Peter references the Claremont Review’s Christmas book list below. For some reason, theCRB folks didn’t receive/didn’t use my submissions, so NLT gets to have them:
Jeremy Paxman, The Political Animal
This book, by veteran British journalist Jeremy Paxman, is not out in a U.S. edition and is several years old by now, but is readily available from Amazon.UK in paperback. (I ran across it in a bookshop in London.) It is a splendid look at the character of Britain’s political class and contains great descriptions of life in the House of Commons and on the campaign trail. It’s a great read. (Sample: Paxman quotes Margaret Thatcher’s one-sentence putdown of Michael Heseltine, who attempted to bring down Thatcher with a flamboyant cabinet resignation: Whereas both of us are ambitious, Thatcher said, "whereas with me it is certain political principles that provide a reference point and inner strength, for Michael such things are unnecessary."
Robert Faulkner, The Case for Greatness: Honorable Ambition and Its Critics
For a thoughtful treatment--and defense--of political ambition and therefore a good companion to Paxman, see this new book just out from Yale University Press. Faulkner rescues political ambition from the slights and deprecations of social scientists, cynics, and egalitarians, surveying examples and analysis from antiquity through Lincoln and Churchill. This book deserves a wide audience among serious students of politics and statesmanship.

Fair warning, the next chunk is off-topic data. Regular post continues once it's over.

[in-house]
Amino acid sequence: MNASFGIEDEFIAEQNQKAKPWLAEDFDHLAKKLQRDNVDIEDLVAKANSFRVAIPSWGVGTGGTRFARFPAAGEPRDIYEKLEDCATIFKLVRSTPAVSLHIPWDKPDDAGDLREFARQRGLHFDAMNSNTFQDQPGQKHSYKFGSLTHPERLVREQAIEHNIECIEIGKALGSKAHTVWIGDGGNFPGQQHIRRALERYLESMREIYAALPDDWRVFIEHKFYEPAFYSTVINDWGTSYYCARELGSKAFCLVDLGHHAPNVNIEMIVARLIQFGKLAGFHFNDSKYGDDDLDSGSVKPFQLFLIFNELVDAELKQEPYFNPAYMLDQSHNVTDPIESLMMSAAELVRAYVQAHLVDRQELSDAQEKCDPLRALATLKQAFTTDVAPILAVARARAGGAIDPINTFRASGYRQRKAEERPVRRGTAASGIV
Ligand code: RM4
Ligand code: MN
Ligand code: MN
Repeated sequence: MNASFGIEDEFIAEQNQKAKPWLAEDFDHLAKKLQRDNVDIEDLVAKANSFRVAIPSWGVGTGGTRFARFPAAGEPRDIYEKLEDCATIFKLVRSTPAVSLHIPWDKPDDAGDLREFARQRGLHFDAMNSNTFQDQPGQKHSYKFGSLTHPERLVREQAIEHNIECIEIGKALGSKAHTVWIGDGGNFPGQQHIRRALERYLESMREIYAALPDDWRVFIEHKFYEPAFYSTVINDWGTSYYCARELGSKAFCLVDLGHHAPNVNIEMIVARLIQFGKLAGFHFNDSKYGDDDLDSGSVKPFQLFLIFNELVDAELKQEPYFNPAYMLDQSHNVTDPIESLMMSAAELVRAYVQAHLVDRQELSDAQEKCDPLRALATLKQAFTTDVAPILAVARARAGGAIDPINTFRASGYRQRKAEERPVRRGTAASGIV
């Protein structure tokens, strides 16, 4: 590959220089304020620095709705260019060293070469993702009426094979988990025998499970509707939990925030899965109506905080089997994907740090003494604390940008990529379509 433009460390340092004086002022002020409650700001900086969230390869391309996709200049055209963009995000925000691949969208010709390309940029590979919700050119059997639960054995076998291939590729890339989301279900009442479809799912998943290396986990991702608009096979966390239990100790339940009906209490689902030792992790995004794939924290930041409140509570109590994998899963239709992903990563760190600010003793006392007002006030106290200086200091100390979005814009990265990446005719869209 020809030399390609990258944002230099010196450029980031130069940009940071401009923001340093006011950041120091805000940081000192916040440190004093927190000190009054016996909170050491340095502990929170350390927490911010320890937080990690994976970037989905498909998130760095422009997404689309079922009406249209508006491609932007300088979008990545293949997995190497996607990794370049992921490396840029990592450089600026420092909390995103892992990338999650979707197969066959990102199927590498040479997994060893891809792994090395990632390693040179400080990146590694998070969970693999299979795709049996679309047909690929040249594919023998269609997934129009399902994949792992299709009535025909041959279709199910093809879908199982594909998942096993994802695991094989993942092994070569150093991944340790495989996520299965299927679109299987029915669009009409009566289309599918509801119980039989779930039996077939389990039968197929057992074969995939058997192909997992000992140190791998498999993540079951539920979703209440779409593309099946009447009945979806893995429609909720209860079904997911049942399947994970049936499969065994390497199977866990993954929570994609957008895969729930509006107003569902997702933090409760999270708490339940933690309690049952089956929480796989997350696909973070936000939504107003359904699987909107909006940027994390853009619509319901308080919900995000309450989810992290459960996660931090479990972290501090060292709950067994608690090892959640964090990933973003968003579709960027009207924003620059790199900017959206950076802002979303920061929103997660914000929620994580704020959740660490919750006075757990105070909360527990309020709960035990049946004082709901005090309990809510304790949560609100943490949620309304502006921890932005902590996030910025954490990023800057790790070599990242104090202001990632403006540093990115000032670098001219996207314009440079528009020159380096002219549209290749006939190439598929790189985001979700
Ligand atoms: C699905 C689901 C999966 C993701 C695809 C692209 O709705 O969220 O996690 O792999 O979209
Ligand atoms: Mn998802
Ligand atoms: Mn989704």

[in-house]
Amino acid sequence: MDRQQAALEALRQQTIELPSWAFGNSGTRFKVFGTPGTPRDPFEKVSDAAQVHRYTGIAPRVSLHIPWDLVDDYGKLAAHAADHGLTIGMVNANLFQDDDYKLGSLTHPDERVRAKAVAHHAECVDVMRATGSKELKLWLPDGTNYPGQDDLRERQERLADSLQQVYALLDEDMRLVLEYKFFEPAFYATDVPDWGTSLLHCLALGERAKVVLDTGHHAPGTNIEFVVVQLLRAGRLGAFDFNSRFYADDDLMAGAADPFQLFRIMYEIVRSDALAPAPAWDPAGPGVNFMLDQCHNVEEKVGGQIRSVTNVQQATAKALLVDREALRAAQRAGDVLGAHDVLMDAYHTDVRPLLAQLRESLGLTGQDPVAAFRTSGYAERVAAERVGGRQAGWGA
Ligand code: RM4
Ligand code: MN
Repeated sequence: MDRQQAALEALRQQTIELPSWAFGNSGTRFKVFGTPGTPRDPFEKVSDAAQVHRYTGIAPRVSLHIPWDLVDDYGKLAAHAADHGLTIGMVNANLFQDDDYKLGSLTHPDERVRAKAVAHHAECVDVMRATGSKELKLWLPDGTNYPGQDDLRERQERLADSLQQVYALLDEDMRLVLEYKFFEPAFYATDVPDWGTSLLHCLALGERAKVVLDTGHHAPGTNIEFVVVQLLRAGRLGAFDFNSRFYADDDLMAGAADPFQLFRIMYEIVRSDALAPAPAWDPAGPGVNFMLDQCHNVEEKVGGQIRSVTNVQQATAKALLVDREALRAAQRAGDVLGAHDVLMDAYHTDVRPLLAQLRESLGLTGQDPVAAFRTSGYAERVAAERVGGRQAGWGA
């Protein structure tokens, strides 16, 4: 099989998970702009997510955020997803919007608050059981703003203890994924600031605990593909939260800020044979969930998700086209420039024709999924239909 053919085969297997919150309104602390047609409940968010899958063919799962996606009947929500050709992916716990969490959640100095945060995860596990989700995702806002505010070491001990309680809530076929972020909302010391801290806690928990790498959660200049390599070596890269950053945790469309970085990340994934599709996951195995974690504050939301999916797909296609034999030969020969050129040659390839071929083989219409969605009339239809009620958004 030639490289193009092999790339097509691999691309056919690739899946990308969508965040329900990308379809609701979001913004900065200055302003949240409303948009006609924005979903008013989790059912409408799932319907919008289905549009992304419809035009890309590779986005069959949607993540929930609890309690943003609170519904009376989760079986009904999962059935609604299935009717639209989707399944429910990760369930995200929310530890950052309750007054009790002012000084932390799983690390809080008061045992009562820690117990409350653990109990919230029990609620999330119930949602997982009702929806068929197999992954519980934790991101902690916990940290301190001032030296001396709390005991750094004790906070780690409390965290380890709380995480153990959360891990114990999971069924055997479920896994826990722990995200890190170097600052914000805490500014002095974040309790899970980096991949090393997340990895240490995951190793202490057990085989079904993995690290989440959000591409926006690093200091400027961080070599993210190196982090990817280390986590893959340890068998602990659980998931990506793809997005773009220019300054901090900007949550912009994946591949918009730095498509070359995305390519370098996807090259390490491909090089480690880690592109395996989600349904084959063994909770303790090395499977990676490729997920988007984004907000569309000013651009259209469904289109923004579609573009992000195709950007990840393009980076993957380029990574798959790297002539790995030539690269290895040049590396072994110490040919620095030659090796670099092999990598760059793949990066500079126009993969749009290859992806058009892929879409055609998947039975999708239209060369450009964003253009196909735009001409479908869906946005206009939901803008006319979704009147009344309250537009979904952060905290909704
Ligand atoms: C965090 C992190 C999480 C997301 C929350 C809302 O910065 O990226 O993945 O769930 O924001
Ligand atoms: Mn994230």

James Piereson, Camelot and the Cultural Revolution: How the Assassination of John F. Kennedy Shattered American Liberalism
Piereson offers a remarkably fresh analysis of what should have been obvious for a long time: liberalism suffered a nervous breakdown in the aftermath of JFK’s killing, couldn’t process the significance of the fact that his killer was a hard-core Communist (thus making JFK a martyr of the Cold War), and hasn’t put itself back together again in the four decades since. (My Weekly Standard review of the book can be found here.
Jonah Goldberg, Liberal Fascism: The Totalitarian Temptation from Hegel to Whole Foods
Goldberg’s book isn’t officially available until January 8 of next year (I got an advance galley), but it’s worth pre-ordering. It is a deeply sober and serious book, and Jonah’s well-known wit and snark from National Review Online is conspicuously absent. His research is staggering and wide-ranging, and he makes a solid case that American Progressivism, and its heir, contemporary liberalism, rests on the same philosophical and historicist assumptions that generated European fascism. The left is already raising hackles about the book before it is even released (its Amazon page has been hacked, and is already the scene of flame wars), so buckle your seat belts, this is going to start some fights. I think Jonah is up to it.
Donald T. Critchlow, The Conservative Ascendancy: How the GOP Right Made Political History
Fresh off his fine biography of Phyllis Schlafly, Critchlow offers this new synoptic history of how the conservative movement triumphed within the Republican party. And he got Harvard University Press to publish it! Worth reading a fresh treatment in this season of conservative discontent.